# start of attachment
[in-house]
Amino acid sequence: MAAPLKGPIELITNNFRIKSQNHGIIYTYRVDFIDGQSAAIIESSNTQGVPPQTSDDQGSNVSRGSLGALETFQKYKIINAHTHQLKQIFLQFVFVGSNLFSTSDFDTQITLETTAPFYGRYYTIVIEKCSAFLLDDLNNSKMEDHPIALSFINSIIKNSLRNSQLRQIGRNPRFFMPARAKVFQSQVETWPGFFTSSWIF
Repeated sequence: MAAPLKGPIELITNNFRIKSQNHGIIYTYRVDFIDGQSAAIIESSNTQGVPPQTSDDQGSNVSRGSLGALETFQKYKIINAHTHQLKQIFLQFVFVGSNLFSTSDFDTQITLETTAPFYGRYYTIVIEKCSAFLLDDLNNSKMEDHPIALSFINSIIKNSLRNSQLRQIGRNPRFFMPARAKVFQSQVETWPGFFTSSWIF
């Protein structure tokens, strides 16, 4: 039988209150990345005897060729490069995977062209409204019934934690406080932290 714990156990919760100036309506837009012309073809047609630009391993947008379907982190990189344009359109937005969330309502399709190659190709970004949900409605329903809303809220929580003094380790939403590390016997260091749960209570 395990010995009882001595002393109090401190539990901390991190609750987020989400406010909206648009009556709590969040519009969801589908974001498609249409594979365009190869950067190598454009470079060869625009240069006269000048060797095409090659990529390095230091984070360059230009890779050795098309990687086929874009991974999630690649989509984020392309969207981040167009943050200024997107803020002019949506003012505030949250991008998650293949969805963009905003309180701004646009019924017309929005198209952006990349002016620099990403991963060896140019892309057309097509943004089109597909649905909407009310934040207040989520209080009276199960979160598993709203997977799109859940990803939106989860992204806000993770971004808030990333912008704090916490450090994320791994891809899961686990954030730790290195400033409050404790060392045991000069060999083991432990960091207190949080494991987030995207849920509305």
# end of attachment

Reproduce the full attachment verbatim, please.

[in-house]
Amino acid sequence: MAAPLKGPIELITNNFRIKSQNHGIIYTYRVDFIDGQSAAIIESSNTQGVPPQTSDDQGSNVSRGSLGALETFQKYKIINAHTHQLKQIFLQFVFVGSNLFSTSDFDTQITLETTAPFYGRYYTIVIEKCSAFLLDDLNNSKMEDHPIALSFINSIIKNSLRNSQLRQIGRNPRFFMPARAKVFQSQVETWPGFFTSSWIF
Repeated sequence: MAAPLKGPIELITNNFRIKSQNHGIIYTYRVDFIDGQSAAIIESSNTQGVPPQTSDDQGSNVSRGSLGALETFQKYKIINAHTHQLKQIFLQFVFVGSNLFSTSDFDTQITLETTAPFYGRYYTIVIEKCSAFLLDDLNNSKMEDHPIALSFINSIIKNSLRNSQLRQIGRNPRFFMPARAKVFQSQVETWPGFFTSSWIF
């Protein structure tokens, strides 16, 4: 039988209150990345005897060729490069995977062209409204019934934690406080932290 714990156990919760100036309506837009012309073809047609630009391993947008379907982190990189344009359109937005969330309502399709190659190709970004949900409605329903809303809220929580003094380790939403590390016997260091749960209570 395990010995009882001595002393109090401190539990901390991190609750987020989400406010909206648009009556709590969040519009969801589908974001498609249409594979365009190869950067190598454009470079060869625009240069006269000048060797095409090659990529390095230091984070360059230009890779050795098309990687086929874009991974999630690649989509984020392309969207981040167009943050200024997107803020002019949506003012505030949250991008998650293949969805963009905003309180701004646009019924017309929005198209952006990349002016620099990403991963060896140019892309057309097509943004089109597909649905909407009310934040207040989520209080009276199960979160598993709203997977799109859940990803939106989860992204806000993770971004808030990333912008704090916490450090994320791994891809899961686990954030730790290195400033409050404790060392045991000069060999083991432990960091207190949080494991987030995207849920509305």